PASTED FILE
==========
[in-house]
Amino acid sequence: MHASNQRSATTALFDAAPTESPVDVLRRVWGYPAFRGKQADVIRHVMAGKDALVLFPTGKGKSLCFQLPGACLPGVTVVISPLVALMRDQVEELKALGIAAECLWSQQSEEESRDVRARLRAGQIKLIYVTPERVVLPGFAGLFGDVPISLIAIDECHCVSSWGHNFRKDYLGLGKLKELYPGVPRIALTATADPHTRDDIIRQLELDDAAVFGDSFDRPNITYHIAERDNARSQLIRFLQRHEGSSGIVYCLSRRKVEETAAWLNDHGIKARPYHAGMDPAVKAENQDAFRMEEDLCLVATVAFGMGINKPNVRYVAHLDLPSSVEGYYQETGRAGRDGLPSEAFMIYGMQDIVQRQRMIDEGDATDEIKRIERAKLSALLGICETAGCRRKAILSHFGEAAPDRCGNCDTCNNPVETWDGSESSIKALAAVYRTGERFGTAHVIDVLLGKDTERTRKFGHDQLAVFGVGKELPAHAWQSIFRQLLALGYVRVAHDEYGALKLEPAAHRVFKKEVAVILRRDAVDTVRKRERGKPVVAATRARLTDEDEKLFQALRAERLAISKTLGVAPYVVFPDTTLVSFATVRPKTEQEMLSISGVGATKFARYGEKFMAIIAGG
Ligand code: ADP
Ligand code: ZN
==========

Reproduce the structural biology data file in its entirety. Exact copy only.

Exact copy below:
[in-house]
Amino acid sequence: MHASNQRSATTALFDAAPTESPVDVLRRVWGYPAFRGKQADVIRHVMAGKDALVLFPTGKGKSLCFQLPGACLPGVTVVISPLVALMRDQVEELKALGIAAECLWSQQSEEESRDVRARLRAGQIKLIYVTPERVVLPGFAGLFGDVPISLIAIDECHCVSSWGHNFRKDYLGLGKLKELYPGVPRIALTATADPHTRDDIIRQLELDDAAVFGDSFDRPNITYHIAERDNARSQLIRFLQRHEGSSGIVYCLSRRKVEETAAWLNDHGIKARPYHAGMDPAVKAENQDAFRMEEDLCLVATVAFGMGINKPNVRYVAHLDLPSSVEGYYQETGRAGRDGLPSEAFMIYGMQDIVQRQRMIDEGDATDEIKRIERAKLSALLGICETAGCRRKAILSHFGEAAPDRCGNCDTCNNPVETWDGSESSIKALAAVYRTGERFGTAHVIDVLLGKDTERTRKFGHDQLAVFGVGKELPAHAWQSIFRQLLALGYVRVAHDEYGALKLEPAAHRVFKKEVAVILRRDAVDTVRKRERGKPVVAATRARLTDEDEKLFQALRAERLAISKTLGVAPYVVFPDTTLVSFATVRPKTEQEMLSISGVGATKFARYGEKFMAIIAGG
Ligand code: ADP
Ligand code: ZN